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I would like to understand the difference between the chromatic number and the colouring number. I get definition of both but it seems to me that they will have the same values for any graph.

Def:

  1. The chromatic number is the minimal number of colours necessary to colour a graph such that no two vertices of the same colour are adjacent
  2. The colouring number of $G$ is $$\underset{L}{\text{min}} \underset{v\in V(G)}{\text{max}} \#\text{ left neighbours of $v$ in $L$} + 1$$ where $L$ is an ordering of the vertices

Suppose a graph $G$ has a chromatic number $k$ then it seems that you can always order the vertices such that the greedy algorithm will exactly give you a $k$-colouring. therefore the colouring number will also be exactly $k$

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  • $\begingroup$ What is the chromatic number of $K_{n,n}$? What is the colouring number of $K_{n,n}$? (Hint: no matter how you order the vertices, some vertex will come last.) Yes, you can always order the vertices so that the greedy algorithm gives you an optimal colouring. If you know the colouring, list all the vertices of colour $1$ first, all the vertices of colour $2$ next, and so on. What's your point? How do you get to "therefore"? $\endgroup$ – bof Jan 16 '18 at 11:01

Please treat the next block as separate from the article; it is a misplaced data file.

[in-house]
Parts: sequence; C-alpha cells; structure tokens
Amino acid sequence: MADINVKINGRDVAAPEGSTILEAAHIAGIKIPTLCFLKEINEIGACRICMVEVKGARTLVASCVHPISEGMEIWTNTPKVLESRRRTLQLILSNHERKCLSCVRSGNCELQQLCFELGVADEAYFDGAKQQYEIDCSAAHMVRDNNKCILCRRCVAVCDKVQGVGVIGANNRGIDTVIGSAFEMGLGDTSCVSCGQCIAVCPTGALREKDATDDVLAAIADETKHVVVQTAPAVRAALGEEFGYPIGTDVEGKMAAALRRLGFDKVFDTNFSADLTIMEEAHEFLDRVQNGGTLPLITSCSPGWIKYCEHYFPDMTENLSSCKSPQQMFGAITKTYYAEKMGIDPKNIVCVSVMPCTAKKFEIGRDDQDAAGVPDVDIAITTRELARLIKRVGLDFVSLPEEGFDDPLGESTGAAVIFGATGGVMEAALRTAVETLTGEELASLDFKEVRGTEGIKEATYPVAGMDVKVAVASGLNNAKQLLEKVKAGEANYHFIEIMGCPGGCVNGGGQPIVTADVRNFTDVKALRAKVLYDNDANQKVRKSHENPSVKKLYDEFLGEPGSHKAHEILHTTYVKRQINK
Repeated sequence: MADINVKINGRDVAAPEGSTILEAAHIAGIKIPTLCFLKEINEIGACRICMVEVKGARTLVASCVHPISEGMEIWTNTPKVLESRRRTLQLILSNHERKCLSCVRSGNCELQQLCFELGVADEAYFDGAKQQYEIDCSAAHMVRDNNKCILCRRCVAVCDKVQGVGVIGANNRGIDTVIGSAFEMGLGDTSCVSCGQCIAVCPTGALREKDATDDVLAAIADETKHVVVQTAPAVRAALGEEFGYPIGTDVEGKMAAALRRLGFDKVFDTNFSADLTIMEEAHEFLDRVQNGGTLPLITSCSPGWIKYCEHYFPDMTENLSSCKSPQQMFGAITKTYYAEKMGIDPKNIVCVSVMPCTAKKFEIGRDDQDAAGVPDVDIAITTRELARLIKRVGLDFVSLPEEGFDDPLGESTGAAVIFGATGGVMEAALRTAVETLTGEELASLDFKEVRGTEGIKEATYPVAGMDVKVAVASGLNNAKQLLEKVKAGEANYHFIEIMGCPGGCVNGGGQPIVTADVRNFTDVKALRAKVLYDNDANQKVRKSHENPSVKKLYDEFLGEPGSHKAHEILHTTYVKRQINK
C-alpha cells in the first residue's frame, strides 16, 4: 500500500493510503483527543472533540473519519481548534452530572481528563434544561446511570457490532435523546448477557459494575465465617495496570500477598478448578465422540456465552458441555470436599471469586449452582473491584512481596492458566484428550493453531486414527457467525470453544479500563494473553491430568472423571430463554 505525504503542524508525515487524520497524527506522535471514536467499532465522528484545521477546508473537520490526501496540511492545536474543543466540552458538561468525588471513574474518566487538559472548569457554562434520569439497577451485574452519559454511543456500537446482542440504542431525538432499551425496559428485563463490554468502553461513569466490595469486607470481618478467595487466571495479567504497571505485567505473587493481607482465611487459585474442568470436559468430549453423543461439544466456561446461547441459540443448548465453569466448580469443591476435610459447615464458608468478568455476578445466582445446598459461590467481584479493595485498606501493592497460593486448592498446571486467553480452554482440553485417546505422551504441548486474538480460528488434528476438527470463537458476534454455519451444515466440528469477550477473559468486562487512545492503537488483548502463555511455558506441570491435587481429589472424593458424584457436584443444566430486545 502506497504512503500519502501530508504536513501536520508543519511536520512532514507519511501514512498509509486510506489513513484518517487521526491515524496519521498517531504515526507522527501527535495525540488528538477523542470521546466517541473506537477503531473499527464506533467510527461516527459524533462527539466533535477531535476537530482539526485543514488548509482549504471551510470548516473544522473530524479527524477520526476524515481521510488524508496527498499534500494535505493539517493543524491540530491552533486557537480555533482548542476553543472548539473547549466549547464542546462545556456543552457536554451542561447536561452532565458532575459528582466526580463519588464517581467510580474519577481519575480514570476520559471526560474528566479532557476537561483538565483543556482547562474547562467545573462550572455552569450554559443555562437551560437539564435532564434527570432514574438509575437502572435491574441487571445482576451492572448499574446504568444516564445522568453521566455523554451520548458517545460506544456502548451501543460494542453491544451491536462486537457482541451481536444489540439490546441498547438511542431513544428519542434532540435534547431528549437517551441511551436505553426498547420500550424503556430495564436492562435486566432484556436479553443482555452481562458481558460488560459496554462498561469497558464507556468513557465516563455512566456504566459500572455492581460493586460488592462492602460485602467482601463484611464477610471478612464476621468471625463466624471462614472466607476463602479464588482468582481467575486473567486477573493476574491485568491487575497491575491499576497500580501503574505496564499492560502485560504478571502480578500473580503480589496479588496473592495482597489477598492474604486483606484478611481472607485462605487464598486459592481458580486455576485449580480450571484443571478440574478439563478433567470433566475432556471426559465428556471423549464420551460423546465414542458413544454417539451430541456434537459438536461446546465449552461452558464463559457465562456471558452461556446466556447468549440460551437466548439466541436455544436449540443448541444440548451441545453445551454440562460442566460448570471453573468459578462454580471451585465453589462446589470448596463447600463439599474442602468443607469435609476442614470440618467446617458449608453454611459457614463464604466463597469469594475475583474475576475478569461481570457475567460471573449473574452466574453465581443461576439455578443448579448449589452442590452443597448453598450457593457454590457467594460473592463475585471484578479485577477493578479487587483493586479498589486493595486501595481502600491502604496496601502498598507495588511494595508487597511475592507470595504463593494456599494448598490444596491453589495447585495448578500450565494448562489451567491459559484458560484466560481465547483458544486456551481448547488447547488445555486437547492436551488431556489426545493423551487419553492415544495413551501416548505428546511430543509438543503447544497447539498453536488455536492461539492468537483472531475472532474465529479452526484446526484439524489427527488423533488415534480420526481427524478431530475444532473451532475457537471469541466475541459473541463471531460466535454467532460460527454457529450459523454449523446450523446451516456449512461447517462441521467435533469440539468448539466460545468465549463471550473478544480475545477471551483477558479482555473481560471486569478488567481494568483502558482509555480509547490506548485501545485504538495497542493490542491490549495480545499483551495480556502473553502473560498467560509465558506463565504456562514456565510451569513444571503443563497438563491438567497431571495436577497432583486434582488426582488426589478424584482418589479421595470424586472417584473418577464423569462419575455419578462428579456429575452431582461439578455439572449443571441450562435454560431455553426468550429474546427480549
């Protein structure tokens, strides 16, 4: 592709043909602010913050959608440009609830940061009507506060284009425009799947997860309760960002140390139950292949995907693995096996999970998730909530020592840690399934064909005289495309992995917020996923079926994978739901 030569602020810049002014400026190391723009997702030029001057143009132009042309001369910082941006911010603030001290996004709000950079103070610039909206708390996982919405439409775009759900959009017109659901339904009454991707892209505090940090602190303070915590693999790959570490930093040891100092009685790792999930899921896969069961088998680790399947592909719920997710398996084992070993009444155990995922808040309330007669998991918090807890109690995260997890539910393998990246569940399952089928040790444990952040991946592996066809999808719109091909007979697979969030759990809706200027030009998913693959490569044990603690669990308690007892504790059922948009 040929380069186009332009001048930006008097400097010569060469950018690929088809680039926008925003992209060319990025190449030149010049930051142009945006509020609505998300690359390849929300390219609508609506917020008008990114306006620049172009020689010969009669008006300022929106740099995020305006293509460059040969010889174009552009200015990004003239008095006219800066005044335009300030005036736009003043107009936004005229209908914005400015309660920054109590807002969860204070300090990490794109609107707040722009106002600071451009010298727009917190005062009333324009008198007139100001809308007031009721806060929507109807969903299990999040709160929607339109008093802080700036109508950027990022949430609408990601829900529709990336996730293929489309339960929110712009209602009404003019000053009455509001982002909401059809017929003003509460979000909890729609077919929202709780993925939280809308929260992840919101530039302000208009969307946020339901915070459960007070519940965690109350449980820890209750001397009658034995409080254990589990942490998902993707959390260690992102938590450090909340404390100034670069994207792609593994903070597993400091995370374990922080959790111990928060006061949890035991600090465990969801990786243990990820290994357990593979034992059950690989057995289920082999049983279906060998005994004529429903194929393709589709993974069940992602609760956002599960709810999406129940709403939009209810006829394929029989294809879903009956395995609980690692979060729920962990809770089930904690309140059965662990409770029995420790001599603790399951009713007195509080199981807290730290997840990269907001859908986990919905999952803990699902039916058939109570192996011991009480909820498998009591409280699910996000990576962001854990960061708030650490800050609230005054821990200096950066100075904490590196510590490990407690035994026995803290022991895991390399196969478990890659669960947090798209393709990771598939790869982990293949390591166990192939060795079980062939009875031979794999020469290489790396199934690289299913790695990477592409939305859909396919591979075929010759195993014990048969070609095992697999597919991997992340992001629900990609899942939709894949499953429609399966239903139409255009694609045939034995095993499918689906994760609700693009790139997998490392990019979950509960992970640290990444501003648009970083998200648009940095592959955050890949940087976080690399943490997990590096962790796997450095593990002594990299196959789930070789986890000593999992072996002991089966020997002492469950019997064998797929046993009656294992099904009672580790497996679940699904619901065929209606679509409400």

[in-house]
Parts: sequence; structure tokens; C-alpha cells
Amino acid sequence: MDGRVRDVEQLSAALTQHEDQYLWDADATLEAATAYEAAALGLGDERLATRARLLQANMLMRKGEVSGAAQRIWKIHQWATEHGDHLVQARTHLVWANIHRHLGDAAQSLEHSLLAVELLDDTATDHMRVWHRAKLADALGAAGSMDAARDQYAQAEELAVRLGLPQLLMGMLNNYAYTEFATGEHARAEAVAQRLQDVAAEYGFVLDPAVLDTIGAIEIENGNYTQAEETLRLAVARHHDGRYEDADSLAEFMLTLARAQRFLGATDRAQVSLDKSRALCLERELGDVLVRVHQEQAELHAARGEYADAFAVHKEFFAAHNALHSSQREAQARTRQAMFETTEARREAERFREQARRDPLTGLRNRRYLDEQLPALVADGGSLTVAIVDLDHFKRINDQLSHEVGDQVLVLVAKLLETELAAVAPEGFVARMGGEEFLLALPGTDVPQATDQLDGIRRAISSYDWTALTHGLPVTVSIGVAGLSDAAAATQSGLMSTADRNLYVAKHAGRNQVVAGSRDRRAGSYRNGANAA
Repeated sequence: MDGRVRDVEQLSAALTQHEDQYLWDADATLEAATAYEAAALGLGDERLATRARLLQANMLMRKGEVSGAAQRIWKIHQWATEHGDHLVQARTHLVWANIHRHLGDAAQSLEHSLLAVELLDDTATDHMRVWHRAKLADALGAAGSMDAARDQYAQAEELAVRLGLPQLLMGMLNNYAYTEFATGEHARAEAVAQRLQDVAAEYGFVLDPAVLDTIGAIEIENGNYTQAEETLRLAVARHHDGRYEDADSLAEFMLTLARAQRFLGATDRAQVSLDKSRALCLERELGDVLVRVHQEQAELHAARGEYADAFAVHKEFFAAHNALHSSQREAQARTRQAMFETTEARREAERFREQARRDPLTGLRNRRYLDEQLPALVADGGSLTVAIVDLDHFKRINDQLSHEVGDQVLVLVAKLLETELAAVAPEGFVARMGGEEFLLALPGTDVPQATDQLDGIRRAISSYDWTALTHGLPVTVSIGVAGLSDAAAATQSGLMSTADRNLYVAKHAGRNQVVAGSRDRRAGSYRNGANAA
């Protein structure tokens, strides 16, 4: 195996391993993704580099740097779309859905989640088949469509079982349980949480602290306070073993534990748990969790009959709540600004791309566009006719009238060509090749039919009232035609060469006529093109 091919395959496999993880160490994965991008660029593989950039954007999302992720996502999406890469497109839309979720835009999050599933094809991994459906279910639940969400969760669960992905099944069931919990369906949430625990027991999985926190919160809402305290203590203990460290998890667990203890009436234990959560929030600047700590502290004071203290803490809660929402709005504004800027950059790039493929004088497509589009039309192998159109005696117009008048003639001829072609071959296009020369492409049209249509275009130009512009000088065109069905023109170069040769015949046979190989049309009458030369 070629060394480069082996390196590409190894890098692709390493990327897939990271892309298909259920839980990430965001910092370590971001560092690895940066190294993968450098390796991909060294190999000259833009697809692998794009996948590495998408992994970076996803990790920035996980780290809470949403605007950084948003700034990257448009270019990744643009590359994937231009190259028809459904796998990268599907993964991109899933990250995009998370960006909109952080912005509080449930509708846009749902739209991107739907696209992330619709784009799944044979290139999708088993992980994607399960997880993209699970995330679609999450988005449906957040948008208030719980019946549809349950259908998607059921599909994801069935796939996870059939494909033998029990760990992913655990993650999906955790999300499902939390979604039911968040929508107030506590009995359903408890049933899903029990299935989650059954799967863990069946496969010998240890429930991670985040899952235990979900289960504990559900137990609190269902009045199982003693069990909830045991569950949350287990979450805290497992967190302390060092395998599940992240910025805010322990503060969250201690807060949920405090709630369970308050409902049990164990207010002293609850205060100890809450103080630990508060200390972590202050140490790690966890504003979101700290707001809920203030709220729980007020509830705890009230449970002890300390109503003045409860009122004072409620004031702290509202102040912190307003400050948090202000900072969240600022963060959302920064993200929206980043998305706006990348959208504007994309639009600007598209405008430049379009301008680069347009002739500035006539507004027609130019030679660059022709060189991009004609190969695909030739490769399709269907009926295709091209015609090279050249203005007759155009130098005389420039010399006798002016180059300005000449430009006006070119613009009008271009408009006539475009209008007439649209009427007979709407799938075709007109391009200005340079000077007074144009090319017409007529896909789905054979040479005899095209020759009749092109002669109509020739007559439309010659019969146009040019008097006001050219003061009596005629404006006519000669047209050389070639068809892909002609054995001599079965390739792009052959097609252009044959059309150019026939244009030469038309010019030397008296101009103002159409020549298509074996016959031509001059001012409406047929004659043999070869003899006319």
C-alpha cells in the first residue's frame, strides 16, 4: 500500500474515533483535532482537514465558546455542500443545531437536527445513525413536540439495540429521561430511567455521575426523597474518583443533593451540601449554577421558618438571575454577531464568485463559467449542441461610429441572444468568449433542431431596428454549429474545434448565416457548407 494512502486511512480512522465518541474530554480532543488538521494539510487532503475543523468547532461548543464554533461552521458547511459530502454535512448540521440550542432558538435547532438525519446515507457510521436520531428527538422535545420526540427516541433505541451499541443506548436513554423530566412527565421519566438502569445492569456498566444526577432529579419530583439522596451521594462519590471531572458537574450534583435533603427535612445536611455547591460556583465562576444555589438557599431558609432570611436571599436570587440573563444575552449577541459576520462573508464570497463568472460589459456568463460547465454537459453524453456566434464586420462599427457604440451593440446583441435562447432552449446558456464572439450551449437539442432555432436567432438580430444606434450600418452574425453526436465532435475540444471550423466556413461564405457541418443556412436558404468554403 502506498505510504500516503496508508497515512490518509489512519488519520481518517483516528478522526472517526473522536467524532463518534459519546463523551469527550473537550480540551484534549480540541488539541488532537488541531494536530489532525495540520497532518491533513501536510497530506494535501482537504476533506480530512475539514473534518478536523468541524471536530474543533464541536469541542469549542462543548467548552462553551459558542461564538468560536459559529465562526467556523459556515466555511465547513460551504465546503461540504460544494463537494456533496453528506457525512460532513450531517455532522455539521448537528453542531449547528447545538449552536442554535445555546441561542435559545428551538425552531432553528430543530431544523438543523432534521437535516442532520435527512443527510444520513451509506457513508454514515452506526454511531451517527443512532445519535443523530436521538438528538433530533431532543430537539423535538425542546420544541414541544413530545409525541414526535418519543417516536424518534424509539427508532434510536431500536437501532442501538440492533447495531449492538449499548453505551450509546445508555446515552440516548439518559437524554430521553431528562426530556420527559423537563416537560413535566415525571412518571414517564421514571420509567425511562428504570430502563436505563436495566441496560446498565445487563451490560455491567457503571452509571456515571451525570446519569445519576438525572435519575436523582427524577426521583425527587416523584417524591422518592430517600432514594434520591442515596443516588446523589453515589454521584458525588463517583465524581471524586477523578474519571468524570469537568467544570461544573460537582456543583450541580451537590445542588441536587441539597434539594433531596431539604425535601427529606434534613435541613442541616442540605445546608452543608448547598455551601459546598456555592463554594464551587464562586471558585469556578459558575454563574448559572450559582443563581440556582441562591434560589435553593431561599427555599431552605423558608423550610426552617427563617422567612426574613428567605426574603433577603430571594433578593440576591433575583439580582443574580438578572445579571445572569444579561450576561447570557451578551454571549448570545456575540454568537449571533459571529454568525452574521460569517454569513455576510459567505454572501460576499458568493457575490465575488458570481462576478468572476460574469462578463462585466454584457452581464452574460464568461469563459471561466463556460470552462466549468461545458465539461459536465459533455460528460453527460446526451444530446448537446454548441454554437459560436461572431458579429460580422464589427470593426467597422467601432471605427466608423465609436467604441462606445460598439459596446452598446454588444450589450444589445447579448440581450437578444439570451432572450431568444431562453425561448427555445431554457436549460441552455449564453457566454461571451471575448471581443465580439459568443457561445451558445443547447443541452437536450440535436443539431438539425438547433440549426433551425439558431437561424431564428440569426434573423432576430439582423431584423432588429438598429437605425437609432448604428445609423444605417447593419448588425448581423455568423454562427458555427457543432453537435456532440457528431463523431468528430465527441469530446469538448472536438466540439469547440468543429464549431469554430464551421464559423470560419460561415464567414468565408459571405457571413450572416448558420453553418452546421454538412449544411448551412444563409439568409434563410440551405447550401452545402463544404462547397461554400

• $\begingroup$ $K_{n,n}$ has $2$ as chromatic number and by ordering them in a correct way, the greedy algorithm will give me a colouring with $2$ colours. (I think so anyway). I edited my question for it to be a bit clearer. $\endgroup$ – tomak Jan 16 '18 at 11:09
  • $\begingroup$ What is your definition of the colouring number? Maybe it would help if you edited that into your definition. According to the definition I'm familiar with, the colouring number of $K_{n,n}$ is $n+1.$ Yes, you can order the vertices of $K_{n,n}$ so that the greedy algorithm uses just two colours. Yes, every graph can be ordered so that the greedy algorithm produces an optimal colouring, so what? $\endgroup$ – bof Jan 16 '18 at 11:12
  • $\begingroup$ If a graph $G$ has colouring number $k$ then $G$ is $k$-choosable, a.k.a. $k$-list-colourable. The graph $K_{3,3}$ is 2-colourable but it is not $2$-choosable. $\endgroup$ – bof Jan 16 '18 at 11:17
  • $\begingroup$ What makes you think that, if you cn order the vertices of $G$ so that the greedy algorithm gives you a $k$-colouring, then the colouring number of $G$ is at most $k$? $\endgroup$ – bof Jan 16 '18 at 11:18

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